Women’s resilience                Shared stories                         Snapped stilettos

Voices heard

Wendy Constance 2019

 

 

Folk devil                               Dumb blonde                                    Reject reclaim                                                                                    Rock bitch                                                                                         Bereaved mothers               Brave stance                                      Subtleprose

Pacifist

In a progressive place                                                                                                                                    progressive women

meet and talk,                                                                                                                                                   storytelling lights                                                                                                                                                 new ideas

Blood red                             Think hard                         Share tales

Free the period

 Juliet Townsend 2019

“We Can Make A Difference”

Ahead of the Snapping the Stiletto: Essex Women’s History Festival, we put out a call for volunteer bloggers to come along and then share their experiences of the day. This post was written by blogger Laura Kerry, and is also available on her own website.

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Professor Pamela Cox from the University of Essex spoke about the origin of the term “Essex Girl”

To mark International Women’s Day, Snapping the Stiletto swapped glass ceilings for the grass roof of Essex Business School to explore the lives of Essex women. The festival largely explored the decades prior to the early 1990s, when I was born; I imagined these women marching for their rights while I was learning to walk, aspiring one day to follow in their footsteps.

We couldn’t celebrate Essex women without acknowledging the ‘Essex girl’ stereotype, which was bred in broadsheets and pop culture and remains popular today with the rise of shows like TOWIE. By showcasing Essex women, Snapping the Stiletto reclaims and redistributes this stereotype. I also learnt how the everyday woman felt about the Representation of the People Act (which, amusingly, was used to promote clothing sales) and how they were affected by high maternal and childhood mortality rates before we had the NHS, an incredibly precious resource which could now be undone in my lifetime.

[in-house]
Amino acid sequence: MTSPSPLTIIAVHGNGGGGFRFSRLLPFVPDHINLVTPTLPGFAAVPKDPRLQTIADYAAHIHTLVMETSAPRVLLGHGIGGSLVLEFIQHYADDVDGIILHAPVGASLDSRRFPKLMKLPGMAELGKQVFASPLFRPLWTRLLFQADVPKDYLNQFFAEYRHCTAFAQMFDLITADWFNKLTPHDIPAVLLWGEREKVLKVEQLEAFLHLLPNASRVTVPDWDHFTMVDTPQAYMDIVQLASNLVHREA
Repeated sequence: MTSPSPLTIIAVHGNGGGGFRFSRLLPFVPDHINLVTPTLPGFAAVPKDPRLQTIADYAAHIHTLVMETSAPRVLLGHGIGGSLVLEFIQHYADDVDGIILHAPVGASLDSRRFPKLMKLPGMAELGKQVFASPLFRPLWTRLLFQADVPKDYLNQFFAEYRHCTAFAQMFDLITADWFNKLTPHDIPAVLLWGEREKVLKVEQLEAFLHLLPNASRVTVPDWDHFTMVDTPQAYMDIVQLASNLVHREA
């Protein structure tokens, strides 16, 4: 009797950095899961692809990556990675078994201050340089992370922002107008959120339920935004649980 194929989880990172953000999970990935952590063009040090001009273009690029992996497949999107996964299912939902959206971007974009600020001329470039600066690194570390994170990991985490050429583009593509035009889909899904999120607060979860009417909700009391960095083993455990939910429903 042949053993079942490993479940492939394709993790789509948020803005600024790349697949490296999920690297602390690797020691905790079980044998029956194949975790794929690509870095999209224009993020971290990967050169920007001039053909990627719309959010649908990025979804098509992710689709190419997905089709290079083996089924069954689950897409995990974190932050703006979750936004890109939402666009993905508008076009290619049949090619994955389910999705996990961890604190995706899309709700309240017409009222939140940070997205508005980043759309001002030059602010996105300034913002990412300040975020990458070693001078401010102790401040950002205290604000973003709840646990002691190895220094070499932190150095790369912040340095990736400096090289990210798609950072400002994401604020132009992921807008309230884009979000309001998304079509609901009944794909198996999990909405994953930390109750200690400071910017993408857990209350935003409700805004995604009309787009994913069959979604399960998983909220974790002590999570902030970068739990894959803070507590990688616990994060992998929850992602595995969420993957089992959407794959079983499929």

Seeing Red

The post Laura made during the Seeing Red workshop. Courtesy Laura Kerry.

I was surprised, but not shocked, at how buying sanitary items was once as covert as buying class A drugs, as this ‘shame’ continues presently. I saw reflections of today’s often poor education surrounding periods and bodily knowledge. While a great deal can be learnt from magazines, these often become our enemies as we enter adulthood.  It was interesting to see that, despite attitudes changing vastly, advertising for sanitary products has changed little through the ages, with decades-old adverts showing women engaging in physical activity during their period. During the Seeing Red craftivism session, we looked again at this advertising as well as the evolution of the products themselves – sanitary belt, anyone? I was perplexed that menstrual cups were introduced in the 1930s, yet are scarcely seen in adverts. It left me questioning why this is; no doubt linked to a lack of ongoing profit.

Accounts of domestic violence were met with a murmur of appalled familiarity and empathy. Another familiar tale was the initial shock that refuges for women were even needed in the first place, until statistics were recorded and shared. I enjoyed hearing of the persistence from the women running the refuges, who became key decision makers through their roles; the physical progression of the first run-down refuges to the more visually appealing spaces we have today was also encouraging. One of my favourite parts of the day was hearing stories from celebrant Katie Deverell about everyday working women in Essex; there was something comforting in hearing about their passion and determination and the impact this had on the lives around them.